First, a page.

UPDATE: Don’t miss Gerry Daly’s effort to tweak some of the variables here to create a more accurate measure. I don’t necessarily agree that the other Senate seat is all that instructive, as demonstrated by longstanding in-state splits: D’Amato and Moynihan, Grassley and Harkin, Domenici and Bingaman, etc. and the fact that some states just get in the habit of re-upping incumbents. For example, the persistence of Robert Byrd does nothing to help Jay Rockefeller. On the other hand, for similar reasons, I’m inclined to agree with a commenter at RedState that the last Senate election isn’t that useful in evaluating open seats, at least not in the case of someone like Frist or Sarbanes who ran as an incumbent six years ago.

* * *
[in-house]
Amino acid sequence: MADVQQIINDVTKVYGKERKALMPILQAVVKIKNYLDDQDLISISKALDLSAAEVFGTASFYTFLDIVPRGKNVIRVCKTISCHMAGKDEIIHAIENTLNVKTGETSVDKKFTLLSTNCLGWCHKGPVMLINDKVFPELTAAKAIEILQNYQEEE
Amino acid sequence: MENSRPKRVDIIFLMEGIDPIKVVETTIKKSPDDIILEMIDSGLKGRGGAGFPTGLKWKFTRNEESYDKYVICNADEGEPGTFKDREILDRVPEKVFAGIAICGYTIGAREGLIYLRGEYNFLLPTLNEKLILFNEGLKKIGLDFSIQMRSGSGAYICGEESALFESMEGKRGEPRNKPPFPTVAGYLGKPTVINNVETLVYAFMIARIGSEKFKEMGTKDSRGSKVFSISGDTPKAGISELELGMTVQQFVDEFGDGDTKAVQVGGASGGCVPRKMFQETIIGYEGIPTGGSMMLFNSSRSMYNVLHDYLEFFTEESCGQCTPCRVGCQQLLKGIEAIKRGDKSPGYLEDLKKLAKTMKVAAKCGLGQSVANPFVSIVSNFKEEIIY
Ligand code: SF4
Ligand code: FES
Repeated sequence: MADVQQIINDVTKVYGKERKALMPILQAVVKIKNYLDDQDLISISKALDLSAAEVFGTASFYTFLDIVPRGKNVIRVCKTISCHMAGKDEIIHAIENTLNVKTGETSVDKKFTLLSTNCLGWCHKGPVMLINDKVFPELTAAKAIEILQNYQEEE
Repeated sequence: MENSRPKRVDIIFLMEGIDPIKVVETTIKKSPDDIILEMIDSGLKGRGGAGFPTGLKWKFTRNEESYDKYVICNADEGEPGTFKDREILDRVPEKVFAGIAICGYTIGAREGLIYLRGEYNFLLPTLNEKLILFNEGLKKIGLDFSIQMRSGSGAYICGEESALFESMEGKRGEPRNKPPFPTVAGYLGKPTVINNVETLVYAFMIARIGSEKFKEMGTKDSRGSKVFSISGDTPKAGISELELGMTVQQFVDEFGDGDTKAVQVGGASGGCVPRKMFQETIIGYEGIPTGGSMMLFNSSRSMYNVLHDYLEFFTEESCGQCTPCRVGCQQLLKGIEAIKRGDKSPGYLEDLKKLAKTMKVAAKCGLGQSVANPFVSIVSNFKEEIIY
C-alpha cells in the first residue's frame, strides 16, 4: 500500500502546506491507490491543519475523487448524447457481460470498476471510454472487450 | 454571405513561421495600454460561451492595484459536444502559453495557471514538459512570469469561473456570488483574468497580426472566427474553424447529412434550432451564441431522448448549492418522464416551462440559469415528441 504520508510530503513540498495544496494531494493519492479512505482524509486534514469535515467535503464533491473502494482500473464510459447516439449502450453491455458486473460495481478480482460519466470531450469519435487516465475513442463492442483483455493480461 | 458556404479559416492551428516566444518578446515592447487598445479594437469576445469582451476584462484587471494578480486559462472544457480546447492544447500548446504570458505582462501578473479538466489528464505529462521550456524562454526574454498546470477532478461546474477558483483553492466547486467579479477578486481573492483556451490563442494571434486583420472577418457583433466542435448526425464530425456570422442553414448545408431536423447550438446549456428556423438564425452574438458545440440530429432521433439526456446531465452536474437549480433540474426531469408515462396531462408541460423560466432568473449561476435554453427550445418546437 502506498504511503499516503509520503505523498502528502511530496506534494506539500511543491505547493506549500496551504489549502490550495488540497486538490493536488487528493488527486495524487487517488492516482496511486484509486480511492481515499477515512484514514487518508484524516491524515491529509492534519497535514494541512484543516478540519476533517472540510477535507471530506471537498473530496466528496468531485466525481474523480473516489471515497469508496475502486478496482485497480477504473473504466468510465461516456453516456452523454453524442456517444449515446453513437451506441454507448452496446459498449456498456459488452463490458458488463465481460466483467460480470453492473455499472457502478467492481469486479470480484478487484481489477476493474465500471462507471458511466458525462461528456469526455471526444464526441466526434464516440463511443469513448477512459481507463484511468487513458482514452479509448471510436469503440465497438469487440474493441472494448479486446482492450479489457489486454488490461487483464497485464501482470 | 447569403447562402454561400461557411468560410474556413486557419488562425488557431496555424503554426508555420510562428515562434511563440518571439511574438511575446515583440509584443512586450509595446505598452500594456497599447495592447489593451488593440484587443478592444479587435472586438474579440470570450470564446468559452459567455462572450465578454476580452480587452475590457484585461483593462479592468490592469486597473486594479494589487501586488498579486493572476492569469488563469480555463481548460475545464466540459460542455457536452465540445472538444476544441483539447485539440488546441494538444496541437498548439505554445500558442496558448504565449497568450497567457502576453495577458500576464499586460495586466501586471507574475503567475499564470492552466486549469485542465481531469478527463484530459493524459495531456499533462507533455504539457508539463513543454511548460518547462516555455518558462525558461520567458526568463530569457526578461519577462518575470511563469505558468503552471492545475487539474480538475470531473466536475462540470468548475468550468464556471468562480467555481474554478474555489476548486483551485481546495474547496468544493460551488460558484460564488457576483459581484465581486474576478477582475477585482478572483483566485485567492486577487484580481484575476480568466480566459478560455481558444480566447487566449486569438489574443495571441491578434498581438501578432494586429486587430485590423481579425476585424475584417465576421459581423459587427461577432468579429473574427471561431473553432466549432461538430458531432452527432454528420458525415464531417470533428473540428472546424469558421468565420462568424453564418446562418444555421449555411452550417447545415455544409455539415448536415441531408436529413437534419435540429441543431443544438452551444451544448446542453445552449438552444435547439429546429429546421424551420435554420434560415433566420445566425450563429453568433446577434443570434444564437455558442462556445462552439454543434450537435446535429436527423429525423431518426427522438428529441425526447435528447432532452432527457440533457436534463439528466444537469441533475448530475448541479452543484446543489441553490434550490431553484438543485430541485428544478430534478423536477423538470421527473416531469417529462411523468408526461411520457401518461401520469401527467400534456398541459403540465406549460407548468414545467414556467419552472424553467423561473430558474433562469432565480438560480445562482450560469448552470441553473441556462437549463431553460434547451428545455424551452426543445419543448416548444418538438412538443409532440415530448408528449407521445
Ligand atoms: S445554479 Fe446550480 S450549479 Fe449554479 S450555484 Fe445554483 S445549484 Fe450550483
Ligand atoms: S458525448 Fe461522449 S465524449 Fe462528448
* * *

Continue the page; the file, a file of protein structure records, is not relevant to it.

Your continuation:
Continue reading 2006: The Terrain

Exiting The Democrats

You have to take the national exit polls with a grain of salt, but it appears that this poll weights out to the correct result, and if so, a few things jump off the page:
1. Bush won white voters 58-41. He won white males by 25 points and white women by 11. Now, I know white people aren’t exactly a cohesive group, and that there’s something vaguely distasteful, even, about speaking of a “white vote”. But if you’re not even competitive with a demographic that constitutes 77% of the electorate, you got problems. Similarly, 81% of the electorate consists of Christians, and while the poll doesn’t combine Protestant and Catholic, if my (rusty) algebra is correct, Christians voted for Bush by a margin of 57-42. At the cross-section of the two majority groups, 61% of the electorate is white Christians, and they broke 63-36 for Bush. Again, you can’t afford to lose by that kind of margin with a majority voting bloc.